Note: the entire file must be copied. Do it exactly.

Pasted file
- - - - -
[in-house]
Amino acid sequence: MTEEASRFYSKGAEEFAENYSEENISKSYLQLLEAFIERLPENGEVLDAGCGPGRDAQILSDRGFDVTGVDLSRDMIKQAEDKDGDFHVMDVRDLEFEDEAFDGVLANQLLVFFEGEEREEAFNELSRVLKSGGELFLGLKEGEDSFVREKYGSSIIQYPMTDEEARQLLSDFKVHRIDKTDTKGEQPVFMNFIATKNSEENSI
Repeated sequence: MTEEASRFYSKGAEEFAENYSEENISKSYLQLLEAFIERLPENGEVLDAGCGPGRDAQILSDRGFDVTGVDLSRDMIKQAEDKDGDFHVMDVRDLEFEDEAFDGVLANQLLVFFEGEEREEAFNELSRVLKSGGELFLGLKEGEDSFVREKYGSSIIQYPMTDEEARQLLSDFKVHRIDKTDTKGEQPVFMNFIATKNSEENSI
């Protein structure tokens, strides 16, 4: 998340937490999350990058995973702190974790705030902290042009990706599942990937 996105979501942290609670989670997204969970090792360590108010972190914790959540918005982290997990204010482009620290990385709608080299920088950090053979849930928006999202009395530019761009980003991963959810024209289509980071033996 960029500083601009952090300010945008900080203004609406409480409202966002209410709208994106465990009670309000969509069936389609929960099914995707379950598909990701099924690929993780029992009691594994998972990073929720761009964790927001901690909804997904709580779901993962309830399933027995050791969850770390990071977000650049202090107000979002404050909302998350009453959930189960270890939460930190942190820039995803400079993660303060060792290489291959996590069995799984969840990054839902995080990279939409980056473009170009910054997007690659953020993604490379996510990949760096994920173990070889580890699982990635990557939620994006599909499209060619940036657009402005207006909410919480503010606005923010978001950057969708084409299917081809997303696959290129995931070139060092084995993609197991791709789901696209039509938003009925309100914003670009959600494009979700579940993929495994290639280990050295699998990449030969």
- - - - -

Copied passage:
[in-house]
Amino acid sequence: MTEEASRFYSKGAEEFAENYSEENISKSYLQLLEAFIERLPENGEVLDAGCGPGRDAQILSDRGFDVTGVDLSRDMIKQAEDKDGDFHVMDVRDLEFEDEAFDGVLANQLLVFFEGEEREEAFNELSRVLKSGGELFLGLKEGEDSFVREKYGSSIIQYPMTDEEARQLLSDFKVHRIDKTDTKGEQPVFMNFIATKNSEENSI
Repeated sequence: MTEEASRFYSKGAEEFAENYSEENISKSYLQLLEAFIERLPENGEVLDAGCGPGRDAQILSDRGFDVTGVDLSRDMIKQAEDKDGDFHVMDVRDLEFEDEAFDGVLANQLLVFFEGEEREEAFNELSRVLKSGGELFLGLKEGEDSFVREKYGSSIIQYPMTDEEARQLLSDFKVHRIDKTDTKGEQPVFMNFIATKNSEENSI
């Protein structure tokens, strides 16, 4: 998340937490999350990058995973702190974790705030902290042009990706599942990937 996105979501942290609670989670997204969970090792360590108010972190914790959540918005982290997990204010482009620290990385709608080299920088950090053979849930928006999202009395530019761009980003991963959810024209289509980071033996 960029500083601009952090300010945008900080203004609406409480409202966002209410709208994106465990009670309000969509069936389609929960099914995707379950598909990701099924690929993780029992009691594994998972990073929720761009964790927001901690909804997904709580779901993962309830399933027995050791969850770390990071977000650049202090107000979002404050909302998350009453959930189960270890939460930190942190820039995803400079993660303060060792290489291959996590069995799984969840990054839902995080990279939409980056473009170009910054997007690659953020993604490379996510990949760096994920173990070889580890699982990635990557939620994006599909499209060619940036657009402005207006909410919480503010606005923010978001950057969708084409299917081809997303696959290129995931070139060092084995993609197991791709789901696209039509938003009925309100914003670009959600494009979700579940993929495994290639280990050295699998990449030969």